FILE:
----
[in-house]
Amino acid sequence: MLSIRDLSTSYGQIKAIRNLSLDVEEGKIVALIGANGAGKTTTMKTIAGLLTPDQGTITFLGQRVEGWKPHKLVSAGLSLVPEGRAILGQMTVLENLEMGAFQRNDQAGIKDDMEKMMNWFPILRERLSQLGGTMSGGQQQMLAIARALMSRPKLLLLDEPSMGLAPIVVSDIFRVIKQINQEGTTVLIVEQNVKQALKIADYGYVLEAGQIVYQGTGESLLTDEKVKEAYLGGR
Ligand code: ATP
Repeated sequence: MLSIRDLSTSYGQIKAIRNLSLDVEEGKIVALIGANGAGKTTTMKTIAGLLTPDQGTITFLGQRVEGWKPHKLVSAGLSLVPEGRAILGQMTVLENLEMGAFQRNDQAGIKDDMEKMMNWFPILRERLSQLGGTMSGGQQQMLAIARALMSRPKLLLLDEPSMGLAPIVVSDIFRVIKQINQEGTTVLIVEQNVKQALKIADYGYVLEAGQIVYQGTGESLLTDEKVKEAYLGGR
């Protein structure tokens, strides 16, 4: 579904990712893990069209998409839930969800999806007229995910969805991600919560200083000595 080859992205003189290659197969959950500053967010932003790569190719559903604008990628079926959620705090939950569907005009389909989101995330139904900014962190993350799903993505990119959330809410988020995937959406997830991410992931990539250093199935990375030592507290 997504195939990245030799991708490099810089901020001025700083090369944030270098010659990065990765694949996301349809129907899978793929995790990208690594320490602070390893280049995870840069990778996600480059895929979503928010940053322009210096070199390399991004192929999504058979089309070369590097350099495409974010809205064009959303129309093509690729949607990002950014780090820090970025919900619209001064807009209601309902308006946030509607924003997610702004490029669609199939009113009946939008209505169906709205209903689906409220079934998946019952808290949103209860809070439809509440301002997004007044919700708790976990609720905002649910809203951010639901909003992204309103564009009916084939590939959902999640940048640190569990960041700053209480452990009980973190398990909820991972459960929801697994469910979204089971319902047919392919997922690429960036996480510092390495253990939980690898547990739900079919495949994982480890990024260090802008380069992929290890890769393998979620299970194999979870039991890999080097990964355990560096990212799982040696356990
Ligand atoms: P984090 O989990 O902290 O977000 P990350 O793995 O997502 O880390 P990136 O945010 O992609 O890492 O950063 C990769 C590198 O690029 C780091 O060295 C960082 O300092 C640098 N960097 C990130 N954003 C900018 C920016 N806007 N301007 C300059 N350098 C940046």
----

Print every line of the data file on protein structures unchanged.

[in-house]
Amino acid sequence: MLSIRDLSTSYGQIKAIRNLSLDVEEGKIVALIGANGAGKTTTMKTIAGLLTPDQGTITFLGQRVEGWKPHKLVSAGLSLVPEGRAILGQMTVLENLEMGAFQRNDQAGIKDDMEKMMNWFPILRERLSQLGGTMSGGQQQMLAIARALMSRPKLLLLDEPSMGLAPIVVSDIFRVIKQINQEGTTVLIVEQNVKQALKIADYGYVLEAGQIVYQGTGESLLTDEKVKEAYLGGR
Ligand code: ATP
Repeated sequence: MLSIRDLSTSYGQIKAIRNLSLDVEEGKIVALIGANGAGKTTTMKTIAGLLTPDQGTITFLGQRVEGWKPHKLVSAGLSLVPEGRAILGQMTVLENLEMGAFQRNDQAGIKDDMEKMMNWFPILRERLSQLGGTMSGGQQQMLAIARALMSRPKLLLLDEPSMGLAPIVVSDIFRVIKQINQEGTTVLIVEQNVKQALKIADYGYVLEAGQIVYQGTGESLLTDEKVKEAYLGGR
């Protein structure tokens, strides 16, 4: 579904990712893990069209998409839930969800999806007229995910969805991600919560200083000595 080859992205003189290659197969959950500053967010932003790569190719559903604008990628079926959620705090939950569907005009389909989101995330139904900014962190993350799903993505990119959330809410988020995937959406997830991410992931990539250093199935990375030592507290 997504195939990245030799991708490099810089901020001025700083090369944030270098010659990065990765694949996301349809129907899978793929995790990208690594320490602070390893280049995870840069990778996600480059895929979503928010940053322009210096070199390399991004192929999504058979089309070369590097350099495409974010809205064009959303129309093509690729949607990002950014780090820090970025919900619209001064807009209601309902308006946030509607924003997610702004490029669609199939009113009946939008209505169906709205209903689906409220079934998946019952808290949103209860809070439809509440301002997004007044919700708790976990609720905002649910809203951010639901909003992204309103564009009916084939590939959902999640940048640190569990960041700053209480452990009980973190398990909820991972459960929801697994469910979204089971319902047919392919997922690429960036996480510092390495253990939980690898547990739900079919495949994982480890990024260090802008380069992929290890890769393998979620299970194999979870039991890999080097990964355990560096990212799982040696356990
Ligand atoms: P984090 O989990 O902290 O977000 P990350 O793995 O997502 O880390 P990136 O945010 O992609 O890492 O950063 C990769 C590198 O690029 C780091 O060295 C960082 O300092 C640098 N960097 C990130 N954003 C900018 C920016 N806007 N301007 C300059 N350098 C940046």